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The year before, a French family came to visit for a few days, and we all bonded immediately despite the language barrier. We shared fondue, homemade French quiche, and chocolate chip cookies, which turned out to be a huge hit! After carving pumpkins together and celebrating a birthday with them, we were all sad to say good-bye. As they put on their shoes to leave, I told them that the most important thing in our life was knowing Jesus—not in a religious way, but in an authentic, personal way. Thanks to God’s provision, we just happened to have a Christian tract in French to share with them. Before they left, Kerry asked if he could pray for them. Our two families gathered in a circle in our front room and held hands while Kerry asked the Lord to bless them. When we opened our eyes, everyone in their family was crying, even the father who had turned to face the window so we wouldn’t see his tears. The Lord had touched their hearts. We have stayed in close touch with them, and we look forward to the day when we will be reunited.
In this unique family ministry, even though our children are young, they play a significant role. They change the sheets with us, help prepare the food, and often make signs to welcome visitors so they don’t feel like strangers. One darling young lady from Vietnam took the bus to our street and then walked up the front steps, lugging her backpack. As she approached our house, I saw her take out her camera and snap pictures of our front door. The kids had covered the door with homemade signs welcoming her “home.” She had tears in her eyes when I opened the door to greet her.
We joke that when our kids grow up, they will either have houseguests all the time, or they will never have a visitor for the rest of their lives. Their childhood is being defined by the internationals streaming through. Our children are homeschooled, and many assume they are completely sheltered from the world. If they only knew. Our kids are exposed to people from other countries, cultures, religions, languages, and worldviews. They have played basketball with Chinese twins. They have gone grocery shopping with Slovenians. Charlie played football to the cheers of French children. In fact, now we prefer to say we global-school our children, because they are exposed to so many cultures through our houseguests and international travel of our own.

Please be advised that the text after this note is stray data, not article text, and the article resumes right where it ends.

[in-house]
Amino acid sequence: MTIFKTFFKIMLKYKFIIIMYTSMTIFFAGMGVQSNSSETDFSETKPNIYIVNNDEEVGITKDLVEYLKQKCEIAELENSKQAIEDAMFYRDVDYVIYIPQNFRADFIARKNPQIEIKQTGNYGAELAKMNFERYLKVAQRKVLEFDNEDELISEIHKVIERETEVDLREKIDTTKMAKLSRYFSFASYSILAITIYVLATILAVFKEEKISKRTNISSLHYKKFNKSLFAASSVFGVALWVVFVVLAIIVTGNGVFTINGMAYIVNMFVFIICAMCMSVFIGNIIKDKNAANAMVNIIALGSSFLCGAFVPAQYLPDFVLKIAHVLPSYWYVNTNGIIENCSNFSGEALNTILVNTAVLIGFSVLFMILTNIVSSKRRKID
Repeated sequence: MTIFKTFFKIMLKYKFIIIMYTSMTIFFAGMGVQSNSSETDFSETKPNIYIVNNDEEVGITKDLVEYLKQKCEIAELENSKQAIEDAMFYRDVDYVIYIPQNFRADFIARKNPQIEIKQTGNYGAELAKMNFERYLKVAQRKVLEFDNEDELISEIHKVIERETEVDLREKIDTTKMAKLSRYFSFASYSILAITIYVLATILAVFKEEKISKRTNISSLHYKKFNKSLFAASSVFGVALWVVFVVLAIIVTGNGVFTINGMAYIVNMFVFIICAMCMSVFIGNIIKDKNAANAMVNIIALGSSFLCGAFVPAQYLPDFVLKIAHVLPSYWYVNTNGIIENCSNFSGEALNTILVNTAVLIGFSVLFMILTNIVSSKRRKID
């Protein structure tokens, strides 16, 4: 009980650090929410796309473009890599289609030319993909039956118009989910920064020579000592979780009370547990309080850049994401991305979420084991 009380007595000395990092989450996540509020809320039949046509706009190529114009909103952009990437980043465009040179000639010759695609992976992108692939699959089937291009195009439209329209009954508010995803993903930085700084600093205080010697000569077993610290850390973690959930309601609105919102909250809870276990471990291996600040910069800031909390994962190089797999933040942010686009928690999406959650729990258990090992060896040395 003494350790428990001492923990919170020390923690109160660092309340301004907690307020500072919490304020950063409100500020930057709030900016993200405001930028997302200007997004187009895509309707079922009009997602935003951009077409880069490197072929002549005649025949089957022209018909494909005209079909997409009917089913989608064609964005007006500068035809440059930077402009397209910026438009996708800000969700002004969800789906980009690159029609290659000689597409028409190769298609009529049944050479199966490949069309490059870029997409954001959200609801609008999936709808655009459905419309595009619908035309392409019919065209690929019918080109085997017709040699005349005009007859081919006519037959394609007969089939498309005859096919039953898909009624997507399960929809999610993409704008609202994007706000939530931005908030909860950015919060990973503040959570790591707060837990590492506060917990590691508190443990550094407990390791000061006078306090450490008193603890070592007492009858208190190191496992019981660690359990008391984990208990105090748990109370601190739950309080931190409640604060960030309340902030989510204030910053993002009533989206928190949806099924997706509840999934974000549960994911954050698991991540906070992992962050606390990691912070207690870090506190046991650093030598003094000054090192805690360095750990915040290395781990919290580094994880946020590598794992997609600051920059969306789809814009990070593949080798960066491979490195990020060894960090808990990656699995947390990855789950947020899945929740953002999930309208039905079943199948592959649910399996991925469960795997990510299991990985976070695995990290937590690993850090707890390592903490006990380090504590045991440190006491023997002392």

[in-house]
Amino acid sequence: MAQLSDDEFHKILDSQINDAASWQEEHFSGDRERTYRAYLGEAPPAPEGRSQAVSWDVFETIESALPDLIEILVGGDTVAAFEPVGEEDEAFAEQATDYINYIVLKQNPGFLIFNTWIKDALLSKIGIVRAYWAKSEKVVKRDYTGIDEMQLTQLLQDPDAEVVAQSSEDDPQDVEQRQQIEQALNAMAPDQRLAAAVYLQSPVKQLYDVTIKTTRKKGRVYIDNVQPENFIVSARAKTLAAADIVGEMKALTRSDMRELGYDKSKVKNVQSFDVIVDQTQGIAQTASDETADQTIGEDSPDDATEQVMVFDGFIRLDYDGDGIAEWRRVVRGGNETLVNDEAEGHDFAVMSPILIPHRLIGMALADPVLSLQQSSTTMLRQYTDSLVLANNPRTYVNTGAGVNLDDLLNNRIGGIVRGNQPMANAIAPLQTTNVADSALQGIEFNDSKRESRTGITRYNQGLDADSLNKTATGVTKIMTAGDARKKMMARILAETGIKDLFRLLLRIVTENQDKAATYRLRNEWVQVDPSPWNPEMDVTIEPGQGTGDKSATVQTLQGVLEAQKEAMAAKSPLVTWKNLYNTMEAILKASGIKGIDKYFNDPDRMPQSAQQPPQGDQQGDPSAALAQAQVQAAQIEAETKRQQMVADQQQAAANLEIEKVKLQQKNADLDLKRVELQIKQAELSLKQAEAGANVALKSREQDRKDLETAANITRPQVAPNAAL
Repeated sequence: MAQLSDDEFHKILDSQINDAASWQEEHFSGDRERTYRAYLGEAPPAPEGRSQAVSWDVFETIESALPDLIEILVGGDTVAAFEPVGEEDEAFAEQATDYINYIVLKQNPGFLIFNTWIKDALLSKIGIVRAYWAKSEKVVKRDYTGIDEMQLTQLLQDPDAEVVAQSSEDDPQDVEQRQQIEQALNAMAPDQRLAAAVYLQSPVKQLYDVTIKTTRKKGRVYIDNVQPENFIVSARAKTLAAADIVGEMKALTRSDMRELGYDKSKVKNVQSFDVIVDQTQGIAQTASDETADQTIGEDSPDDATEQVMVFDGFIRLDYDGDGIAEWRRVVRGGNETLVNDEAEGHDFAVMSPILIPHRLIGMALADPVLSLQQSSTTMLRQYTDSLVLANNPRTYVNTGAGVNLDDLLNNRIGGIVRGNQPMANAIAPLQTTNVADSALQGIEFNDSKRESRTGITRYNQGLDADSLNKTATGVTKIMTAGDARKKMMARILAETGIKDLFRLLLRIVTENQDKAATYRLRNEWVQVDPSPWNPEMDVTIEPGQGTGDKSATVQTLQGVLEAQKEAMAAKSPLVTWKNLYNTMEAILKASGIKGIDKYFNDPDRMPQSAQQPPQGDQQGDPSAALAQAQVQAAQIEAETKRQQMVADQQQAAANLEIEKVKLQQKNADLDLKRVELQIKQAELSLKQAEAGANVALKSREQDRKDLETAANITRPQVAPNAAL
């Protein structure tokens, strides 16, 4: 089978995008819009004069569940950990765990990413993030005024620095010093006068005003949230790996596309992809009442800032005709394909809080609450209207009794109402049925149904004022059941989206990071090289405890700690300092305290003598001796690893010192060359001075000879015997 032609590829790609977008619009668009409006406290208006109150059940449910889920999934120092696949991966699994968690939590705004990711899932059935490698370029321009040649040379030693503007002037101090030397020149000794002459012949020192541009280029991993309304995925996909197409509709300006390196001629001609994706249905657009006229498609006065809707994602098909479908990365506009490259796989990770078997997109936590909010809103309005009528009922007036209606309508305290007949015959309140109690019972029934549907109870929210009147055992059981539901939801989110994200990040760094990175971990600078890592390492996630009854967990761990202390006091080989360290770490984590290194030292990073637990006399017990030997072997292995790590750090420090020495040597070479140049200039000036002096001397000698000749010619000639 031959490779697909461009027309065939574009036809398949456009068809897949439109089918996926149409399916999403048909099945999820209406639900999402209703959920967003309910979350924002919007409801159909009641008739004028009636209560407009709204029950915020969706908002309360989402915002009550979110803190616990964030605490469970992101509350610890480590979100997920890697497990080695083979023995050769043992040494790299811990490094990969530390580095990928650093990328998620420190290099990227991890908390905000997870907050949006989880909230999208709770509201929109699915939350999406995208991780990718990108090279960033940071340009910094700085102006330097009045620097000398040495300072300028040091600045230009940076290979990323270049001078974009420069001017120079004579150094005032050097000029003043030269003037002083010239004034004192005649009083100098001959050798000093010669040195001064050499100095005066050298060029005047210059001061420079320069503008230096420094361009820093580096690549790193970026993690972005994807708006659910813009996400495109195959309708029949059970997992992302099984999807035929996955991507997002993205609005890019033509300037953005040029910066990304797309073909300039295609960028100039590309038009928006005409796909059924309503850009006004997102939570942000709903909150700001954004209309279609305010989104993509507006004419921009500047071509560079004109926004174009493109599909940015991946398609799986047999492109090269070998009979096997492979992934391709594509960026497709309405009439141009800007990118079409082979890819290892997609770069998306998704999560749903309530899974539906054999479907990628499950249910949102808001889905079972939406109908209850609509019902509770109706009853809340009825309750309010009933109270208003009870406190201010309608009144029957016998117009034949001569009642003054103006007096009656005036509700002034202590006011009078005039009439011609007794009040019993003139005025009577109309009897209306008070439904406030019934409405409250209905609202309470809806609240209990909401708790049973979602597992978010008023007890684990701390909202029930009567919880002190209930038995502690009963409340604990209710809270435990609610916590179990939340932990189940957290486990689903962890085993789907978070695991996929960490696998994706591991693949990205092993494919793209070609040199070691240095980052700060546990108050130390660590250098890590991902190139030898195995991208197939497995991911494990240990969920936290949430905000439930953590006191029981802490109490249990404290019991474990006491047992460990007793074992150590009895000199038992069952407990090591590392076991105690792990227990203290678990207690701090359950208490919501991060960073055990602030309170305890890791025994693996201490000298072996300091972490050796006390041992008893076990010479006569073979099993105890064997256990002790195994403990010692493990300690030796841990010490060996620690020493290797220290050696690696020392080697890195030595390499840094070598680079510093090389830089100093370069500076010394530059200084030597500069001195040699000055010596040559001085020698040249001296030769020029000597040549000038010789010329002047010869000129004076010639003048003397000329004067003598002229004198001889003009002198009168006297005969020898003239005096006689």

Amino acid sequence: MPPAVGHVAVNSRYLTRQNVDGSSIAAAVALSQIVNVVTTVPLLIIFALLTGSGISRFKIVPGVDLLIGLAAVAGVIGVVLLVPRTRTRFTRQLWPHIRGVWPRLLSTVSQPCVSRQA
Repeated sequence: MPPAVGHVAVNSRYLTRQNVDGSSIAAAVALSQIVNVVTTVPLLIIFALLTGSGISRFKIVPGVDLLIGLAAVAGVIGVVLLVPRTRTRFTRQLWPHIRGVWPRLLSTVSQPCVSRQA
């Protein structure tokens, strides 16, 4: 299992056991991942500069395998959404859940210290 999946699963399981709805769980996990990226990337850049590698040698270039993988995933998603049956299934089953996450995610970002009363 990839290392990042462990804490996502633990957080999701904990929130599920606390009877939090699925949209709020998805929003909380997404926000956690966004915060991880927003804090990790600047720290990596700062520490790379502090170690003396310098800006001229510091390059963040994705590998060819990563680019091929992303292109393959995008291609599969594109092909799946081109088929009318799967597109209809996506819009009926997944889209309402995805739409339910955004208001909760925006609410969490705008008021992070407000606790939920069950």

We’re often asked, “With all those strangers in your house, how do you know the children will be safe?” The obvious answer is, we don’t. But how do we know they’ll be safe anytime, anywhere? Of course, we are cognizant of the risks involved in this ministry, but we have felt the Lord guiding us each step of the way. After all, Hebrews 13:2 tells us, “Do not forget to entertain strangers, for by so doing some people have entertained angels without knowing it” (NIV). The disciples were told to stay with strangers, and Paul couchsurfed his way through Asia. That being said, we always pray before accepting a visitor, and we have said no on occasion because we didn’t feel a peace about someone. Usually we accept only families, thinking that ax murders don’t usually travel with their kids. But, as Kerry notes, “If they did, that would be good cover!” So far, we’ve come out unscathed.
A powerful side benefit of our hospitality is that we are getting on-the-job training in evangelism. Recently we had a family visiting from Vietnam. The father had fought in the Vietnam War. We played NERF gun geography together (shooting guns at a giant map we have in our playroom), and he shot that NERF gun with a precision and intensity I have never seen before! He clearly was familiar with guns. At dinner that night, his daughter mentioned that they were Buddhists, but that all religions taught the same thing. I was thinking of how to respond, but said nothing while I waited for the right time. Later, my eight-year-old son said, “Mom, that lady said that all religions are the same. But they’re not. Why didn’t you say something?”
Wow. Why didn’t I say something? I let an opportunity to spread the truth about Jesus Christ go by. And my own son rightly challenged me on it. Before our Vietnamese guests left, my daughter wrote a small book about God for the young woman. She included drawings about the Bible with the gospel clearly presented. The truth is that as we open up our home to strangers, Kerry and I are trying to be missionaries, but our children are often the ones most effectively sharing the gospel. They are learning how to talk to people from all over the world, to listen to their stories, and, we hope, to share their faith better than their mother does sometimes!
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